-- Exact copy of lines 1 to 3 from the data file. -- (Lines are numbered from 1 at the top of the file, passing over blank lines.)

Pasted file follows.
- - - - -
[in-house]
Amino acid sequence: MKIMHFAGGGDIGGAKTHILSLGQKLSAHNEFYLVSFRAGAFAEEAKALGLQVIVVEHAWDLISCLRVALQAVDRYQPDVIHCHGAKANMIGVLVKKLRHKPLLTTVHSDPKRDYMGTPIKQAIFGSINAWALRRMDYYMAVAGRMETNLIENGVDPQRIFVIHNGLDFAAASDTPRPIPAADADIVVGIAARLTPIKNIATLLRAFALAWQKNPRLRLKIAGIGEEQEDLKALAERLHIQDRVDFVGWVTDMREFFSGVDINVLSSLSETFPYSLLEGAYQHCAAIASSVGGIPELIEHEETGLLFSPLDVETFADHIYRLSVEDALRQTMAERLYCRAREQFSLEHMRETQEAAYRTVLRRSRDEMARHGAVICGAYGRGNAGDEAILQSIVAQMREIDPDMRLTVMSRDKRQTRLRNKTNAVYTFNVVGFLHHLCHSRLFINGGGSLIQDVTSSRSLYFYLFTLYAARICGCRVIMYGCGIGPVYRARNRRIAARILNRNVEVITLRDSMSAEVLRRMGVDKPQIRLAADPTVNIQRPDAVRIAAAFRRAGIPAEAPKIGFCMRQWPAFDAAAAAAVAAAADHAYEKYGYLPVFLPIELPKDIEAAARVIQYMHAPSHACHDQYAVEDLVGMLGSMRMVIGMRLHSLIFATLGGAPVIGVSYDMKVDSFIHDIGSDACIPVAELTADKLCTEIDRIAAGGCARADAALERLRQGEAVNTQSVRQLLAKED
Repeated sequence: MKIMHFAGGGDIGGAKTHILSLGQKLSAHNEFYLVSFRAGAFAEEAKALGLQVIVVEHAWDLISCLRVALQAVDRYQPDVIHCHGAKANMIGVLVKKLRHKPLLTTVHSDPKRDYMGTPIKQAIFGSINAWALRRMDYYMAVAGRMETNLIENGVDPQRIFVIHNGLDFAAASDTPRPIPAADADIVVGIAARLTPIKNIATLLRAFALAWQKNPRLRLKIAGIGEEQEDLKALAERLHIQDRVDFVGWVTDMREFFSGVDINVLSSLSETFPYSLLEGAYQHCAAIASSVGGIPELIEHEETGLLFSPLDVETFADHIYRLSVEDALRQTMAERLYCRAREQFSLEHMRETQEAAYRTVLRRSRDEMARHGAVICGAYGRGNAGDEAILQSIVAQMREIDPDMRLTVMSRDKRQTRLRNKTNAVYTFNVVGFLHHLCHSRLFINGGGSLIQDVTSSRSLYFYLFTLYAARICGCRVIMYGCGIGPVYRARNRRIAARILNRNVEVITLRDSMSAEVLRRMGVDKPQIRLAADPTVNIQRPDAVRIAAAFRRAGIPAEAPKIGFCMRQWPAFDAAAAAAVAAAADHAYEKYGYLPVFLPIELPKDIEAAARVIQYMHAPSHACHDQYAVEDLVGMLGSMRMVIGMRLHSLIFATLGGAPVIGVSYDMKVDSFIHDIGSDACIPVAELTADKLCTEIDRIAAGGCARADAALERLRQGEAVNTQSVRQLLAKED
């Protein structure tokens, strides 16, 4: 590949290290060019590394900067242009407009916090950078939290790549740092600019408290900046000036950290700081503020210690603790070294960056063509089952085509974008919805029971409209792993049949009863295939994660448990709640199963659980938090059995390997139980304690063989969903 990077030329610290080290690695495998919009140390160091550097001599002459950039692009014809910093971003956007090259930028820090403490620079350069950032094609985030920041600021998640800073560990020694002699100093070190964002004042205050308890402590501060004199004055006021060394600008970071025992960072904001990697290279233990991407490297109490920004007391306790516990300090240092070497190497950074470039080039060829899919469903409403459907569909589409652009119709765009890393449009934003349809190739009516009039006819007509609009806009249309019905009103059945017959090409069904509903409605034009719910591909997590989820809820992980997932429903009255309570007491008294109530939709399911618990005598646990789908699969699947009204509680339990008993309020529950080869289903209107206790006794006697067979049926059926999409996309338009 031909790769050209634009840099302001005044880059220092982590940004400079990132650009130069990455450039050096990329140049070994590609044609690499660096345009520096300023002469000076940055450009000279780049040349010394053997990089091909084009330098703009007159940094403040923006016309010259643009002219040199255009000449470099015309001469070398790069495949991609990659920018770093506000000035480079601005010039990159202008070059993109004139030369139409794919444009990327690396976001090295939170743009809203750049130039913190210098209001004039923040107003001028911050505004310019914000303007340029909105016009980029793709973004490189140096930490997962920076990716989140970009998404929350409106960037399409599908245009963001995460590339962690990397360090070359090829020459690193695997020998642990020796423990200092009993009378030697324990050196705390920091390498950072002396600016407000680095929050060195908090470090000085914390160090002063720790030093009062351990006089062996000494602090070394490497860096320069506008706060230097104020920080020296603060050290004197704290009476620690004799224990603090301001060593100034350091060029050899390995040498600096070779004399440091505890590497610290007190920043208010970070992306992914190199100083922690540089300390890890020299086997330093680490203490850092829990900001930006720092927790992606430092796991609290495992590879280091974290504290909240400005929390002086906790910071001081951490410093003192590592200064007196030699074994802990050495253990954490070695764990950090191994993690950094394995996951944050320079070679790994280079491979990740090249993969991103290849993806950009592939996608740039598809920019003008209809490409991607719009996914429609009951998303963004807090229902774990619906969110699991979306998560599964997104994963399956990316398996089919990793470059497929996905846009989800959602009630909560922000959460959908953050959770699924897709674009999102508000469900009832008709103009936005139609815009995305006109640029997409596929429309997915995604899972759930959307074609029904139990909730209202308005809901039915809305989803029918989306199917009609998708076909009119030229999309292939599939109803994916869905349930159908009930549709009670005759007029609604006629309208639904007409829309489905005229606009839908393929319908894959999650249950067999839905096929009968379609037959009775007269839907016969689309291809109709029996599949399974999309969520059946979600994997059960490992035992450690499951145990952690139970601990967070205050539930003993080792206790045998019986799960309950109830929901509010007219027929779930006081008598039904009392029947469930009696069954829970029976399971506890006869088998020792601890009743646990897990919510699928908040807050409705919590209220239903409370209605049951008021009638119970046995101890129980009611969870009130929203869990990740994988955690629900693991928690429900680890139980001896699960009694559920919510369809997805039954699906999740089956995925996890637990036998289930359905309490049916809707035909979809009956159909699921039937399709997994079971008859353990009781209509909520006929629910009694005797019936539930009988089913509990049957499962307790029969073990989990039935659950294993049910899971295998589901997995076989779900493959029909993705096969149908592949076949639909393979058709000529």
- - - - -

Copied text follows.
[in-house]
Amino acid sequence: MKIMHFAGGGDIGGAKTHILSLGQKLSAHNEFYLVSFRAGAFAEEAKALGLQVIVVEHAWDLISCLRVALQAVDRYQPDVIHCHGAKANMIGVLVKKLRHKPLLTTVHSDPKRDYMGTPIKQAIFGSINAWALRRMDYYMAVAGRMETNLIENGVDPQRIFVIHNGLDFAAASDTPRPIPAADADIVVGIAARLTPIKNIATLLRAFALAWQKNPRLRLKIAGIGEEQEDLKALAERLHIQDRVDFVGWVTDMREFFSGVDINVLSSLSETFPYSLLEGAYQHCAAIASSVGGIPELIEHEETGLLFSPLDVETFADHIYRLSVEDALRQTMAERLYCRAREQFSLEHMRETQEAAYRTVLRRSRDEMARHGAVICGAYGRGNAGDEAILQSIVAQMREIDPDMRLTVMSRDKRQTRLRNKTNAVYTFNVVGFLHHLCHSRLFINGGGSLIQDVTSSRSLYFYLFTLYAARICGCRVIMYGCGIGPVYRARNRRIAARILNRNVEVITLRDSMSAEVLRRMGVDKPQIRLAADPTVNIQRPDAVRIAAAFRRAGIPAEAPKIGFCMRQWPAFDAAAAAAVAAAADHAYEKYGYLPVFLPIELPKDIEAAARVIQYMHAPSHACHDQYAVEDLVGMLGSMRMVIGMRLHSLIFATLGGAPVIGVSYDMKVDSFIHDIGSDACIPVAELTADKLCTEIDRIAAGGCARADAALERLRQGEAVNTQSVRQLLAKED
Repeated sequence: MKIMHFAGGGDIGGAKTHILSLGQKLSAHNEFYLVSFRAGAFAEEAKALGLQVIVVEHAWDLISCLRVALQAVDRYQPDVIHCHGAKANMIGVLVKKLRHKPLLTTVHSDPKRDYMGTPIKQAIFGSINAWALRRMDYYMAVAGRMETNLIENGVDPQRIFVIHNGLDFAAASDTPRPIPAADADIVVGIAARLTPIKNIATLLRAFALAWQKNPRLRLKIAGIGEEQEDLKALAERLHIQDRVDFVGWVTDMREFFSGVDINVLSSLSETFPYSLLEGAYQHCAAIASSVGGIPELIEHEETGLLFSPLDVETFADHIYRLSVEDALRQTMAERLYCRAREQFSLEHMRETQEAAYRTVLRRSRDEMARHGAVICGAYGRGNAGDEAILQSIVAQMREIDPDMRLTVMSRDKRQTRLRNKTNAVYTFNVVGFLHHLCHSRLFINGGGSLIQDVTSSRSLYFYLFTLYAARICGCRVIMYGCGIGPVYRARNRRIAARILNRNVEVITLRDSMSAEVLRRMGVDKPQIRLAADPTVNIQRPDAVRIAAAFRRAGIPAEAPKIGFCMRQWPAFDAAAAAAVAAAADHAYEKYGYLPVFLPIELPKDIEAAARVIQYMHAPSHACHDQYAVEDLVGMLGSMRMVIGMRLHSLIFATLGGAPVIGVSYDMKVDSFIHDIGSDACIPVAELTADKLCTEIDRIAAGGCARADAALERLRQGEAVNTQSVRQLLAKED